Food City -Bristol partnership roots run deep
RELATED: Bristol quick facts " Full weekend schedule BRISTOL, Tenn. – It began with a promotion to help former series sponsor RJ Reynolds sell product. Today, 25 years later, the Food City sponsorship of Bristol Motor Speedway 's spring NASCAR Sprint Cup Series event is as strong as ever. It is the second-longest race entitlement in NASCAR – trailing only the Coca-Cola sponsorship of the 600-mile May race at Charlotte Motor Speedway . "We started in 1992, followed up the Valleydale 500 ," Steve Smith , Food City President and CEO, said Thursday at BMS. "That was back when it was still Winston Cup. We worked with RJ Reynolds on a promotion ... that was the whole genesis of us getting involved in racing." Initially, it wasn't a long-term deal, but by the time the next season had arrived, officials with the grocery chain were ready and willing to return. "We signed the (initial) agreement and we had a great first race," Smith said. "Alan Kulwicki actually won our first race in 1992; I remember that well. We were off and running." Kulwicki, an owner/driver, went on to win the series title that season. Tragically, the following year he was killed in a plane crash while en route to BMS to defend his Food City 500 title. Smith said his company, founded by his father Jack, became involved at the right time in the sport, when the fan base was on the upswing, TV coverage was gaining traction and sponsorship dollars were flowing. "What happened with Bristol was really indicative of what was happening with NASCAR, it was just growing and growing," he said. "Five years later Bruton (Smith, Speedway Motorsports Inc. founder) bought the track and things just really started to escalate here with the amenities and the things that they did for the race fans. ... Folks love coming here, they love the racing environment, and they love, I think, the southern hospitality. "We try, as a sponsor, to do a lot of things to get them in here a little bit early, whether it's Food City Race Night or other events to really make it a full week of fun for the race fan." In addition to the Sprint Cup race sponsorship, the company also sponsors the August NASCAR XFINITY Series event at Bristol. While there have been times that spending money on race entitlement rights might have been questionable, Smith said "I don't think there's ever been a time when we really thought about dropping the race. "Now, we've negotiated pretty tough with Speedway Motorsports because obviously the fan base dropped a little bit, the viewership dropped a little bit, but when you've got folks like (former BMS General Manager) Jeff Byrd and (current GM) Jerry Caldwell that you know are going to do everything they can to give the race fan, our customers, that experience, it makes it pretty easy to continue to spend the dollars and continue to keep our associates that work in our stores involved in racing, and that's a big part of it, too." The return for Food City , he said, comes in many forms. No. 1 is name recognition. "We're a relatively small regional company -- we're in four states, 135 stores, 16,000 associates," Smith said. "It sounds like a lot but in the scheme of things compared to some of our competition, it's not. But it's a sense of pride for our associates, our customers who know we sponsor racing. "NASCAR fans are very loyal, they're loyal to the brands that are involved whether it's Food City or other consumer products sponsors. We think it helps us sell more products and bring more people in to our stores." In February of 2014, Food City and BMS officials announced a five-year extension for the naming rights of the track's spring Sprint Cup race. "At the end of the day, it's hard to put a financial statement together that proves that it's a great spend, but we've been doing good ever since we been sponsoring racing so we don't want to stop there," Smith said.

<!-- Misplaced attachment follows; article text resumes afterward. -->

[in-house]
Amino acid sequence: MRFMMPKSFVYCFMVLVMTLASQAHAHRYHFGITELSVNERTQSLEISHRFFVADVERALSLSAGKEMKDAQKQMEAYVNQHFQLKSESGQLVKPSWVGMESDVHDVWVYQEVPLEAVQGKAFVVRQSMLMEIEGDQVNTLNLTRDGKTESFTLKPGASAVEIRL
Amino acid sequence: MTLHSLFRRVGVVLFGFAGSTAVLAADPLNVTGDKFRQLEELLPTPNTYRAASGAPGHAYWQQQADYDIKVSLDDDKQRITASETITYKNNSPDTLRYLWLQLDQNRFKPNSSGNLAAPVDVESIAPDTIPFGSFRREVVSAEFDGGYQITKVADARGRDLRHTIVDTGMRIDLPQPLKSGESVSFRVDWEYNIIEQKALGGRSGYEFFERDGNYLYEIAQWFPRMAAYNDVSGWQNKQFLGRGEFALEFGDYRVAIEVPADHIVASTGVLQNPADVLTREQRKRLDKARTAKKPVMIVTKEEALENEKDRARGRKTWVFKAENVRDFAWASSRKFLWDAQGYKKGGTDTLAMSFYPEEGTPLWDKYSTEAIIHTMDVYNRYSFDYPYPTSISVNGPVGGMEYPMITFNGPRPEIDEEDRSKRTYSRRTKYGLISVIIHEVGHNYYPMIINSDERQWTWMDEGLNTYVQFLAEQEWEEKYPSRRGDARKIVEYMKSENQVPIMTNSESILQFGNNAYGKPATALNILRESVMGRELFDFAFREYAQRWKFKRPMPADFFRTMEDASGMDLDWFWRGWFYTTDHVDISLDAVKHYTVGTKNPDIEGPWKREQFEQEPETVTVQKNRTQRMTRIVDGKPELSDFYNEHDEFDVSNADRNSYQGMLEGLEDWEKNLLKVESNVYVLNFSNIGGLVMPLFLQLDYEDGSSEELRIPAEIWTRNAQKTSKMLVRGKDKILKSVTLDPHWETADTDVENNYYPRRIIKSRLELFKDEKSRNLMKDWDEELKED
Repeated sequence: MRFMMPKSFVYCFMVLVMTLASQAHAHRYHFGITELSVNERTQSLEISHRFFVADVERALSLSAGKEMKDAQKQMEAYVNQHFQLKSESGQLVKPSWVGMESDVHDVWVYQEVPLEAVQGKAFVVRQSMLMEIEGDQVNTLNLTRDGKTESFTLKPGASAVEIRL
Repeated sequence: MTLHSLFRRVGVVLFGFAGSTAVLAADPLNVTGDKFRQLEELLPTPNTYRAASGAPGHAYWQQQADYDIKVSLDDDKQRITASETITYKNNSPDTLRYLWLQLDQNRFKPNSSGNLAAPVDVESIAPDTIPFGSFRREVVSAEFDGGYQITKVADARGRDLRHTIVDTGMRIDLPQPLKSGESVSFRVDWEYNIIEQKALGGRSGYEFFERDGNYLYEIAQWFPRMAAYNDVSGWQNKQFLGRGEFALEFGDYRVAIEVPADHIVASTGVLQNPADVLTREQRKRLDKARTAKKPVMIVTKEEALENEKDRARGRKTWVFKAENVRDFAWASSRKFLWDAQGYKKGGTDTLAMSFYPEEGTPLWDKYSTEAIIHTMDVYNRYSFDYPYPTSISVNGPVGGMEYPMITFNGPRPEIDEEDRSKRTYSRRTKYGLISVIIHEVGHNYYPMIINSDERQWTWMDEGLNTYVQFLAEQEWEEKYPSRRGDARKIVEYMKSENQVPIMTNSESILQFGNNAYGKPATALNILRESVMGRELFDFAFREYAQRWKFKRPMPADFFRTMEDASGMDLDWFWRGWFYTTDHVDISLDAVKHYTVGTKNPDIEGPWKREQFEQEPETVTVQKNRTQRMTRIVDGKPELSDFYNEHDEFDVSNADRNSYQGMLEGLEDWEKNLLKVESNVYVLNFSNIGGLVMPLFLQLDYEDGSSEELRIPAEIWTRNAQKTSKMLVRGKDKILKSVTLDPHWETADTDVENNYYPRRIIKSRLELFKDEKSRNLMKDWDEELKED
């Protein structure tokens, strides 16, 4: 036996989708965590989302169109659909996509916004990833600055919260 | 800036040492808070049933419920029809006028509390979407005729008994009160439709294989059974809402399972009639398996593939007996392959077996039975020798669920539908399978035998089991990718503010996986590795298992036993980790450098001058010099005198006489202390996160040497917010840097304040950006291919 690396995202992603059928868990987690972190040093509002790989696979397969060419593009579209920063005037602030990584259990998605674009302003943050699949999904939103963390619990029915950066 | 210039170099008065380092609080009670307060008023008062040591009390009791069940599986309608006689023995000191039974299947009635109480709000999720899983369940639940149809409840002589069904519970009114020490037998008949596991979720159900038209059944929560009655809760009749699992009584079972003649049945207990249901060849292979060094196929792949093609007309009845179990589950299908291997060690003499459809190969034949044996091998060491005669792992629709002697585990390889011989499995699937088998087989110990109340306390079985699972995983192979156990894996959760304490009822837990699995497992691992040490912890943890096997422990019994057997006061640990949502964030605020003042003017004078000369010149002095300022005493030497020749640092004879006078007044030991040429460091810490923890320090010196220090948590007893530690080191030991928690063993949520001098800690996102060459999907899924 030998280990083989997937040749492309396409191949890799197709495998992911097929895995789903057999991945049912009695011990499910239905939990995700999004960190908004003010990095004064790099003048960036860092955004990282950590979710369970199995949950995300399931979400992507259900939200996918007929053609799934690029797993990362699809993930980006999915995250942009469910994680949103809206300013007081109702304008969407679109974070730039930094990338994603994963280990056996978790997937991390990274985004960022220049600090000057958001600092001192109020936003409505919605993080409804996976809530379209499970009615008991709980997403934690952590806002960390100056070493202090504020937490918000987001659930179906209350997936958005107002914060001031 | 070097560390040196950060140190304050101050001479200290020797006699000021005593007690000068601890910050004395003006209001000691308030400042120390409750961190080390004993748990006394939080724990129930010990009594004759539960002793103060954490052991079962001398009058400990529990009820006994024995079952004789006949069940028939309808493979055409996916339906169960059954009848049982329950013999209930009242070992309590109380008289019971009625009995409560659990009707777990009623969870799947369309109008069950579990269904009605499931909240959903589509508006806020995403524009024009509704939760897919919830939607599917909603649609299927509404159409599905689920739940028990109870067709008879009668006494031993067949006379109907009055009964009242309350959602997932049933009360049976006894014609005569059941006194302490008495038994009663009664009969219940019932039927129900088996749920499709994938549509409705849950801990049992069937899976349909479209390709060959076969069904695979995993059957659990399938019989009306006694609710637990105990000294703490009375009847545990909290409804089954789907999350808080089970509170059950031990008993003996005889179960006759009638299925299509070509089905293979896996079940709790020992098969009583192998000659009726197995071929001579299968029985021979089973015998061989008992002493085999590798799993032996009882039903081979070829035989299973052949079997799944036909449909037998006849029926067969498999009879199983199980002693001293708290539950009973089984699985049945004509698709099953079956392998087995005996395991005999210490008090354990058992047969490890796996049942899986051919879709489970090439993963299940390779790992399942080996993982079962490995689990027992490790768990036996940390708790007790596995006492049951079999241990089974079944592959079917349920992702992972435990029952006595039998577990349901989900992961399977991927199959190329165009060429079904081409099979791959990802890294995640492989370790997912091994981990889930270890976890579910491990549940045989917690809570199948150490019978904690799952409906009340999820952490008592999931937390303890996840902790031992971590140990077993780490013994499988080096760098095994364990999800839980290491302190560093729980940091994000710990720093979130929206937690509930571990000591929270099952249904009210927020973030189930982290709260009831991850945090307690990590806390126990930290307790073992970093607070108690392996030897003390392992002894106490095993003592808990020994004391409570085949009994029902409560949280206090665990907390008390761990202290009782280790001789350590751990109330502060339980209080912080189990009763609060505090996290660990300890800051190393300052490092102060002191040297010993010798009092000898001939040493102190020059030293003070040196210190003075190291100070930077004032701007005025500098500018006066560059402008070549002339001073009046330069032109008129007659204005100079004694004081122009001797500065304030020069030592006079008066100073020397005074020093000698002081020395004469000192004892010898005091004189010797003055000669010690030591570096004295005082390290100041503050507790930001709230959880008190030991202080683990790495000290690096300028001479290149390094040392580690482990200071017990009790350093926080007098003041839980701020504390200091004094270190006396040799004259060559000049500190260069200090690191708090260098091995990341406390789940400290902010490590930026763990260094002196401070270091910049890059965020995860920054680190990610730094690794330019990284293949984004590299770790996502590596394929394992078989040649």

Menard's Darlington scheme gives honor to Al Unser Jr.